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Re: echo builtin command will give the wrong value of the variable when


From: Pierre Gaston
Subject: Re: echo builtin command will give the wrong value of the variable when there is a file named: 11 in the current directory
Date: Wed, 27 Jul 2016 16:27:26 +0300



On Wed, Jul 27, 2016 at 2:28 PM, Lingfei Kong <address@hidden> wrote:
Another reproducer:

# c='[1][1][1]'
# touch 111
# echo $c
111
# rm 111
# echo $c
[1][1][1]

------------------ Original ------------------
From:  "Lingfei Kong";<address@hidden>;
Date:  Wed, Jul 27, 2016 07:24 PM
To:  "bug-bash"<address@hidden>;
Subject:  echo builtin command will give the wrong value of the variable when there is a file named: 11 in the current directory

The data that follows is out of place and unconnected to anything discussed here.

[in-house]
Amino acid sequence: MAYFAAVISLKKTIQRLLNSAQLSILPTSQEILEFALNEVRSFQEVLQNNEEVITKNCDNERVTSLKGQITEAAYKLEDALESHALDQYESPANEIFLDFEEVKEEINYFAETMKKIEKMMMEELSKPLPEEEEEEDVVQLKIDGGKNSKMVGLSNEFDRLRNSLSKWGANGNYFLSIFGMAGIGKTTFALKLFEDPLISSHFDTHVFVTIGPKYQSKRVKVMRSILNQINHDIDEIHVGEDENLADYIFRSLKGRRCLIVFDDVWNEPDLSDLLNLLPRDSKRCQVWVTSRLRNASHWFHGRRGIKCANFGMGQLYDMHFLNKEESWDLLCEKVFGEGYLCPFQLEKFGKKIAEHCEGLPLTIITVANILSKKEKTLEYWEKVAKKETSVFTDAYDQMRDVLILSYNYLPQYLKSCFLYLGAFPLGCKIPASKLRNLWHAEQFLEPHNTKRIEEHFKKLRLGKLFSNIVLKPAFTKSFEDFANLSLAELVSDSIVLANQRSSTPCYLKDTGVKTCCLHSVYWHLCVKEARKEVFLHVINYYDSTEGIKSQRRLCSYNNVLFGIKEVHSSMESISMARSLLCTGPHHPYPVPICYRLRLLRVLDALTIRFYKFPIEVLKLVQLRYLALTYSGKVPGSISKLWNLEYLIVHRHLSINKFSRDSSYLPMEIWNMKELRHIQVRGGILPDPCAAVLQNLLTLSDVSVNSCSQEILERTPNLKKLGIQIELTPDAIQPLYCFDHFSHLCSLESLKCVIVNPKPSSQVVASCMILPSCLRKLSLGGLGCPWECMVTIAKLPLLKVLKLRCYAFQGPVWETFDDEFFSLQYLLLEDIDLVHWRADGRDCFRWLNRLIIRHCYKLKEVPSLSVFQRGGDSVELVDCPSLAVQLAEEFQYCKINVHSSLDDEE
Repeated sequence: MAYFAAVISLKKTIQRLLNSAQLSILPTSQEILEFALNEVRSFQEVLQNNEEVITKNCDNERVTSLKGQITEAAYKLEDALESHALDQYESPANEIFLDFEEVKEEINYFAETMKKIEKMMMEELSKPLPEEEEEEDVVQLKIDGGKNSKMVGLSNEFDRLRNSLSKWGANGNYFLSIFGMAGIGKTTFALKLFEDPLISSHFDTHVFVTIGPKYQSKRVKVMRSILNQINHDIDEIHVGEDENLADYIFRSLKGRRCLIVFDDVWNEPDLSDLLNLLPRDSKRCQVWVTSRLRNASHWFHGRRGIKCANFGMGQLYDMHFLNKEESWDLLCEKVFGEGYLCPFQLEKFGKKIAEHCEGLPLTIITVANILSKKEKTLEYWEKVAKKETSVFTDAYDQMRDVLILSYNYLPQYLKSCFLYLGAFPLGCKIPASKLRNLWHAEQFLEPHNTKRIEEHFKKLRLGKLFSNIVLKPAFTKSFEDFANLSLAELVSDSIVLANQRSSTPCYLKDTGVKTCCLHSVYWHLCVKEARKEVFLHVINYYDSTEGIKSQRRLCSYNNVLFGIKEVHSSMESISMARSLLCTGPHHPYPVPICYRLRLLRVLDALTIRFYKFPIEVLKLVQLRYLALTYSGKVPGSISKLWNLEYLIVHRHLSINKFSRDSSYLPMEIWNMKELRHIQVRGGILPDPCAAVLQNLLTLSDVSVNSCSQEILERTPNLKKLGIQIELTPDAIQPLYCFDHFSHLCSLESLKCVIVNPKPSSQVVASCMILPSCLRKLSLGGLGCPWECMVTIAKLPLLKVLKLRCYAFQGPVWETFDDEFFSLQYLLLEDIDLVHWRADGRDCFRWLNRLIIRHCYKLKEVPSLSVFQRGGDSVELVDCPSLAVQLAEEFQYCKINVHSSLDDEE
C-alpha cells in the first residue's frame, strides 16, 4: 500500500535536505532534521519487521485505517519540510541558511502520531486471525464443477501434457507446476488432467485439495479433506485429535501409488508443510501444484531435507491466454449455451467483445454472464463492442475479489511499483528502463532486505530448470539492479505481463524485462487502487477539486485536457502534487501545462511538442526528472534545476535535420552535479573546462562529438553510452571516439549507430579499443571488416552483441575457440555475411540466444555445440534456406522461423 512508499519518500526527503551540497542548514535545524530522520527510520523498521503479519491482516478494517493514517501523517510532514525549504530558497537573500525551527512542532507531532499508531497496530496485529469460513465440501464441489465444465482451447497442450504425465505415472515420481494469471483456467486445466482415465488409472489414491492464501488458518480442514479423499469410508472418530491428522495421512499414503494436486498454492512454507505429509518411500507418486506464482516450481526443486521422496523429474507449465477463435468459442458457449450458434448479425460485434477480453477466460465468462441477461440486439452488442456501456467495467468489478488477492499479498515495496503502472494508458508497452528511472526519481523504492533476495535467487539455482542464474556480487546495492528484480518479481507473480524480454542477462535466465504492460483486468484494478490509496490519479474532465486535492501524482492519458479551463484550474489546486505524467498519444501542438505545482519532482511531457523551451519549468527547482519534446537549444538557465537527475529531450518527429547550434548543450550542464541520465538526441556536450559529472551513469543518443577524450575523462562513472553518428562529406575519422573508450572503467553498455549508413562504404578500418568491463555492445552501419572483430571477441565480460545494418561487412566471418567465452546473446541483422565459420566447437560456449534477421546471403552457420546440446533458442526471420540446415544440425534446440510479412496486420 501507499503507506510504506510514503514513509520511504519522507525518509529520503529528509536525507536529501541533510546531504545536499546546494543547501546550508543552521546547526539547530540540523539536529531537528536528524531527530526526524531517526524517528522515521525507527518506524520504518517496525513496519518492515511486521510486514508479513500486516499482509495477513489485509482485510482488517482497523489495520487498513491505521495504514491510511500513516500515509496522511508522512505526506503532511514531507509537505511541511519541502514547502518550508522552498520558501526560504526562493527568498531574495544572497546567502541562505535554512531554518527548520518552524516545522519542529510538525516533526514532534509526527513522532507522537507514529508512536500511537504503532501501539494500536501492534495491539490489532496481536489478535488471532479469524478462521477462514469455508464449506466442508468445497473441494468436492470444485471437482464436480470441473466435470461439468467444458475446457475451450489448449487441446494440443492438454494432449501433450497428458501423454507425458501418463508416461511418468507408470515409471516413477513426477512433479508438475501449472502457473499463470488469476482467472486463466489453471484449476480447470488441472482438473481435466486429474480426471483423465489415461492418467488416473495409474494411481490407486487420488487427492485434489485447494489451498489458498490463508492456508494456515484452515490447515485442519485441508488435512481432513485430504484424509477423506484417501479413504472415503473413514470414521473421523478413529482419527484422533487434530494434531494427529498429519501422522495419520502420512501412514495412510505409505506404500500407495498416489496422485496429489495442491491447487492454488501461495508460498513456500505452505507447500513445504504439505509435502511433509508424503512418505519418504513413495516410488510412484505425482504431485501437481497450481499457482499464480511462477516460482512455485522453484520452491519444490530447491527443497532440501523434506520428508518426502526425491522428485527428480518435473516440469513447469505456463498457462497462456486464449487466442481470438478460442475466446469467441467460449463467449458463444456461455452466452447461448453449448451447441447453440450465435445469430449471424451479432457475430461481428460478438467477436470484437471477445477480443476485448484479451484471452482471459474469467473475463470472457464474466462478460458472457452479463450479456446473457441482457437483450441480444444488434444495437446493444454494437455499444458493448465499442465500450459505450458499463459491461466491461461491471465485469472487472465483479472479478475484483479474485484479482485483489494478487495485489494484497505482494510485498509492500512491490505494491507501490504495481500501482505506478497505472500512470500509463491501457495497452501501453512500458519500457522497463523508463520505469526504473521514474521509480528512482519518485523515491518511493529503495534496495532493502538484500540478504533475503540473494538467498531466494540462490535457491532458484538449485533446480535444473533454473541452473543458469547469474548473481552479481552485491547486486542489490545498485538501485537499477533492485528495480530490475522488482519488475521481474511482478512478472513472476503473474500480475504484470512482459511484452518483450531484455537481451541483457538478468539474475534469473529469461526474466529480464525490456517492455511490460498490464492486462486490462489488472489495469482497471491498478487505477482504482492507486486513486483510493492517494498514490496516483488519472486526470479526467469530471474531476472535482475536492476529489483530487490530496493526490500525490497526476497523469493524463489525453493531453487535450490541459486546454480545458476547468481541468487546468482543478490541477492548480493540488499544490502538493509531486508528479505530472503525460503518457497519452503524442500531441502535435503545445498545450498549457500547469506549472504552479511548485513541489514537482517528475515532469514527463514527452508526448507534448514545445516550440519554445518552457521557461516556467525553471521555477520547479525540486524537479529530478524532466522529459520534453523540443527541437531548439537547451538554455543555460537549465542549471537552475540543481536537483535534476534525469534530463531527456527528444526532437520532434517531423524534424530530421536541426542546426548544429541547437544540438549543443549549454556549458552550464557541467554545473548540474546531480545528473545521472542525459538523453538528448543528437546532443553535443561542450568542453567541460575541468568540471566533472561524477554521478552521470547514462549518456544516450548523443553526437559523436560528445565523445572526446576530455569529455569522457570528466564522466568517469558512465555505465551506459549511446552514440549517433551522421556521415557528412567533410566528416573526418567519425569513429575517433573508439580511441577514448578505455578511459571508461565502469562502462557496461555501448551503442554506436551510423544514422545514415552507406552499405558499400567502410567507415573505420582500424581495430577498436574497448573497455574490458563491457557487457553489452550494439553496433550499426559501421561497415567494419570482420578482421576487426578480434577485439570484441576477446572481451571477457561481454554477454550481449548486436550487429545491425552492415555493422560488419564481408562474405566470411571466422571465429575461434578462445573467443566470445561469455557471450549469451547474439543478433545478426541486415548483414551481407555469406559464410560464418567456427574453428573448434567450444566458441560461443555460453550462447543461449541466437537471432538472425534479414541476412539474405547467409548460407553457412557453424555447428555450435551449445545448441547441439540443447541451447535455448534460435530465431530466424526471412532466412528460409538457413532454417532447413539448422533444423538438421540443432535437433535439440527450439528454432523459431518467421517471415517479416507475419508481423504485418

Description:
echo builtin command will give the wrong value of the variable  when there is a file named: 11 in the current directory.

Version:
GNU bash, version 4.2.45(1)-release-by_tst_tlinux20_v1004 (x86_64-unknown-linux-gnu)
GNU bash, version 4.1.2(1)-release-by_mupan_tlinux_v1004 (x86_64-unknown-linux-gnu)
GNU bash, version 3.2.48(1)-release-by_tst_suse_31_v1004 (x86_64-unknown-linux-gnu)

How reproducible:
100%

Steps to Reproduce:
# touch 11
# c='[11761][1469504252]'
# echo $c
11

# rm 11
# echo $c
[11761][1469504252]
Expected results:
# touch 11
# c='[11761][1469504252]'
# echo $c
[11761][1469504252]


Best Regards
Lingfei
It's acutally a feature, juste like "echo *" will print the list of filenames matching *  "echo [a-z]*" will print the list of filenames starting with a letter between a and z.

[]  defines a range of character like in almost every regular _expression_.

In your case you can disable matching the filenames by quoting your expansion: echo "$c".

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